On April 7, 1928 Lester Patrick, 44 years old and silver-haired, stood beside the New York Ranger bench in the Montreal Forum, watching intently the moves of his blue-shirted players. Two years earlier he had come down from Victoria, B.C. to pioneer the organization of the Rangers as their manager-coach. As a player he had been an outstanding defenseman for 20 years on various teams throughout Canada but, except for brief comebacks the previous two seasons, he hadn't played regularly for six years.
The Rangers were playing the Montreal Maroons that night in the final round of the Stanley Cup playoffs. They had been shut out 2-0 two days before in the opener of the best-of-five series and had failed to score again in the first period of the second game. It was still a scoreless tie early in the second period when suddenly the puck smashed into Ranger Goalie Lorne Chabot's left eye. Minutes later, in the dressing room, a doctor lifted a blood-smeared towel from Chabot's face. "The eye is bleeding badly," he told Patrick, who had rushed from the bench. "Get yourself a new goaltender."
In such an emergency, it was then customary for the other team to permit the use of any available goaltender. Patrick knew that Alex Connell, the star goalie of the Ottawa Senators, was among the spectators in the Forum. "I'll use Connell to finish the game," he told Eddie Gerard, the manager-coach of the Maroons.
"Not so fast, Lester," Gerard shot back. "You're not going to use Connell in this game and beat us." Patrick then asked for permission to use a minor league goalie named Hugh McCormick, but he was turned down too.
In the Ranger dressing room a few minutes later, Patrick angrily told his players how the Maroons had vetoed both Connell and McCormick. "Somebody here will have to put the pads on," Patrick said. After a few seconds of silence Leo Bourgault, a squash-nosed defenseman, spoke up, "I'll doit, Lester." But Frank Boucher, the Ranger captain, and Right Winger Bill Cook protested. "Look, Lester," Boucher said, "if Leo goes in the net we'll be short a man. You've done everything in hockey, and you're still in pretty good shape. You can go in there yourself. We won't let them get a good shot at you."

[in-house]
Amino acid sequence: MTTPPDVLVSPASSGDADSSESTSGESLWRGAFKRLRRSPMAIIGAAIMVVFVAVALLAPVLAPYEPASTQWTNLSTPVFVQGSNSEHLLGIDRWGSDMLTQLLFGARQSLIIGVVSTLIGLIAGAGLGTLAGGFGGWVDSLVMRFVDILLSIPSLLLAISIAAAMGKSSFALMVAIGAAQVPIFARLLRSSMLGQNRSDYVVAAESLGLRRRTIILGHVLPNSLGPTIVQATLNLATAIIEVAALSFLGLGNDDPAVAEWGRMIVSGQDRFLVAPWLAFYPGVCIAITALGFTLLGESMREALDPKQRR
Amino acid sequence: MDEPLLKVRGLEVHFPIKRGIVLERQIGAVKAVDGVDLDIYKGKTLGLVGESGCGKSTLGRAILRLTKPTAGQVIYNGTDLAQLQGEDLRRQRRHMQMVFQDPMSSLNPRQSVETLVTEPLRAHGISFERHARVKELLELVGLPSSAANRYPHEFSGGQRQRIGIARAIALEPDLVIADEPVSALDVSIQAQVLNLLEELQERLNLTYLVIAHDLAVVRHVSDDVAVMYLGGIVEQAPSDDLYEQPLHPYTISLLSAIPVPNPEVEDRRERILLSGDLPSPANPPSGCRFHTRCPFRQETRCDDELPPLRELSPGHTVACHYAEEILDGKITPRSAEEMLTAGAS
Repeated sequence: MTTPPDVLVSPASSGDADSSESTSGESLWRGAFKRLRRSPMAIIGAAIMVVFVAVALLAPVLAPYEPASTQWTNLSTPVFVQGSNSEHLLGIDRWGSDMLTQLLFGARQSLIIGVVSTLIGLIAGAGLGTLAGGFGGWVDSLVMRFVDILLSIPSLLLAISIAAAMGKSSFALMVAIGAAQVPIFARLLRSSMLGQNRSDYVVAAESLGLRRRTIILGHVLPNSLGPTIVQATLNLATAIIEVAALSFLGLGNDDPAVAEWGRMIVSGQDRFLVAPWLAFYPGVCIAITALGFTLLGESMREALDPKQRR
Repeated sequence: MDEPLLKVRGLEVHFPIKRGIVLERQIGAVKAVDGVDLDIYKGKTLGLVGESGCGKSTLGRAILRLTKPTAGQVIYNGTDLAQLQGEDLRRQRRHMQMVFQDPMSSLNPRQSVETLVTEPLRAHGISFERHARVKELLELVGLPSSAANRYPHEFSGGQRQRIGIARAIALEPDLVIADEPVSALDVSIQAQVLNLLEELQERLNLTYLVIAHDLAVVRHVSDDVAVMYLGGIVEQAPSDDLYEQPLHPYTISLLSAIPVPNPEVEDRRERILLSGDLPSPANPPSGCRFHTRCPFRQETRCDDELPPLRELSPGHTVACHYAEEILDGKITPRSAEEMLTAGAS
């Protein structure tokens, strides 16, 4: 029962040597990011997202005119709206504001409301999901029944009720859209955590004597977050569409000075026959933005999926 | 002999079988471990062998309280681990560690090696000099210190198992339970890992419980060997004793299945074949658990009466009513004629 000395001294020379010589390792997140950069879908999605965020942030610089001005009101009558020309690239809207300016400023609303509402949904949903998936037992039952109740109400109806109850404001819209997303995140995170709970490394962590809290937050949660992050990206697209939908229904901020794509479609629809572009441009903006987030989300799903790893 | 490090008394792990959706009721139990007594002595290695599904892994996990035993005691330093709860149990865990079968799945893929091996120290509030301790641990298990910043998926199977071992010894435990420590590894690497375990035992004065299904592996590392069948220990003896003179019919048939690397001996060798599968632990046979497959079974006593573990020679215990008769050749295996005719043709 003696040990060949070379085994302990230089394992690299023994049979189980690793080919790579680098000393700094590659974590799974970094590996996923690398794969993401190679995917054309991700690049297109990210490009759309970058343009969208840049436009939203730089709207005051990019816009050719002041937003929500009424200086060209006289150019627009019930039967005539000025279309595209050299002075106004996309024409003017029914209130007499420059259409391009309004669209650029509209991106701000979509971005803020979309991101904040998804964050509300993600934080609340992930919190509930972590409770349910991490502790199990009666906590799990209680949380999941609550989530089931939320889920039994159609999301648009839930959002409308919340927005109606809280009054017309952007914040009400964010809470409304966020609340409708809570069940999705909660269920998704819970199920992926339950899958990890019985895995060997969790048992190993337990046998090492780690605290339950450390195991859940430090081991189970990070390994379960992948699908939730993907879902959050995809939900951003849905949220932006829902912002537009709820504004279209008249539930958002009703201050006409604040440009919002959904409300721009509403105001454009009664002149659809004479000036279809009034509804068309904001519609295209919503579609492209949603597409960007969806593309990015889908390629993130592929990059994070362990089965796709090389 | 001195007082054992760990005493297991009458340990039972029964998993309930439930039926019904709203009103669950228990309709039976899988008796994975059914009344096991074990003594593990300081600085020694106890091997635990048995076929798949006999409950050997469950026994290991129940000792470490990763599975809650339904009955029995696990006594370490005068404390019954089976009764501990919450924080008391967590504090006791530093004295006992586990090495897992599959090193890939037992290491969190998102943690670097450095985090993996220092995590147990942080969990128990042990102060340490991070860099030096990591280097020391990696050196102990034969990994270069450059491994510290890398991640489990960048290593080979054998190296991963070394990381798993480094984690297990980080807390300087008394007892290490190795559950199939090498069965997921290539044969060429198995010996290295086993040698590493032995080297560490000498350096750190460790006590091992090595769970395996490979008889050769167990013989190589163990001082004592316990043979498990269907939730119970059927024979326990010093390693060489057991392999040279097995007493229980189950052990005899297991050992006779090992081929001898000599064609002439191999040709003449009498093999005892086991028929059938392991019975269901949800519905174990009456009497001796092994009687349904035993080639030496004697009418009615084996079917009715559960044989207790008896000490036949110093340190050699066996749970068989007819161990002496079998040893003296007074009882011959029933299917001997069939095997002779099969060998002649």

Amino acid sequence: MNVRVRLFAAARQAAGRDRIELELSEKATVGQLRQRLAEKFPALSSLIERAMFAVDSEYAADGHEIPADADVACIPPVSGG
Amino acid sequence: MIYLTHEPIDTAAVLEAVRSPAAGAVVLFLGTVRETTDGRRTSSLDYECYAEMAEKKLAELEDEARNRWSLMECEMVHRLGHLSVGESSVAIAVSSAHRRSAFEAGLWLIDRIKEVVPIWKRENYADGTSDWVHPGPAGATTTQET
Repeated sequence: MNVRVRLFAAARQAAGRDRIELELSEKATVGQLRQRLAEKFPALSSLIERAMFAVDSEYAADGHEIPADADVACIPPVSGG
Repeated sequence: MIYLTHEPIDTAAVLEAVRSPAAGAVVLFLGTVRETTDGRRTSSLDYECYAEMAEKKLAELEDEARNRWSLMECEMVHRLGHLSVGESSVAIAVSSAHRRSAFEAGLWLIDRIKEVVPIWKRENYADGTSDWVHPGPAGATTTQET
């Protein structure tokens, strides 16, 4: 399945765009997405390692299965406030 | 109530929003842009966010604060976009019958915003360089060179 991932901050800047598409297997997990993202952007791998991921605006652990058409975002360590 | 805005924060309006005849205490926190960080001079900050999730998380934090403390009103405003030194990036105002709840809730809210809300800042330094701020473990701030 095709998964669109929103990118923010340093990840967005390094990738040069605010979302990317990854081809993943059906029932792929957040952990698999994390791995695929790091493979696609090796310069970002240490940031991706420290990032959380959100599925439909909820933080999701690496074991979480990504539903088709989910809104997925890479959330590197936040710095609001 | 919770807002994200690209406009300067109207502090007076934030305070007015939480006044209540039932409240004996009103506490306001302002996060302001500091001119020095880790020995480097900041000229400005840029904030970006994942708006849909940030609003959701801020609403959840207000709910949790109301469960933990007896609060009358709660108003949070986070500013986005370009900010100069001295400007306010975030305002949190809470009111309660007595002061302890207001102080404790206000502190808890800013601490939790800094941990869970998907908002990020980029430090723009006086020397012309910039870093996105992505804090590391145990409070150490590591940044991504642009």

Patrick shrugged his shoulders; there seemed nothing else to do. Chabot's skates and equipment fitted him perfectly. He jammed Chabot's black baseball cap on his head and stiffly skated onto the ice for a warmup.
As a player, Patrick had often gone into the net when his team's goalie was penalized. Once, he had cleared a shot and skated the length of the rink to score. But now, with nearly 30 pounds of equipment strapped to him, it was different. Awkwardly he tested the heavy, thick goalie's stick as the Rangers glided in easily and flicked soft shots at him. "Make sure you shoot right at him," Boucher had whispered to his teammates. "If you put one by him now it'll ruin his confidence."
At the other end of the ice, the maroon-and-white uniformed players smiled at the sight of Patrick. They were ready to strafe him. Before the playoffs began, the Maroon club directors had promised each player a $3,000 bonus, in addition to their usual playoff money, if they won the Cup. Gerard sensed his team's over-confidence. "It won't be as easy as it looks," he told his players. "They'll check like hell for Lester."
During the 40-minute delay Odie Cleghorn, the coach of the Pittsburgh team, had wandered into the Ranger dressing room. "Do me a favor,". Patrick had asked him. "Run the bench for me." Now, as the Rangers gathered around Cleghorn before the face-off, he tilted his black bowler and said, "Stay back to protect Lester. Don't let 'em get close. Wait for a break. If you can protect Lester one goal might win it."
Playing cautiously, Boucher and the Cook brothers hounded the Maroons. The defensemen, Taffy Abel and Ching Johnson, checked fiercely at mid-ice. As a result, the Maroons were forced to fire long, harmless shots, which Patrick easily stopped. The second period ended with the two teams still tied 0-0.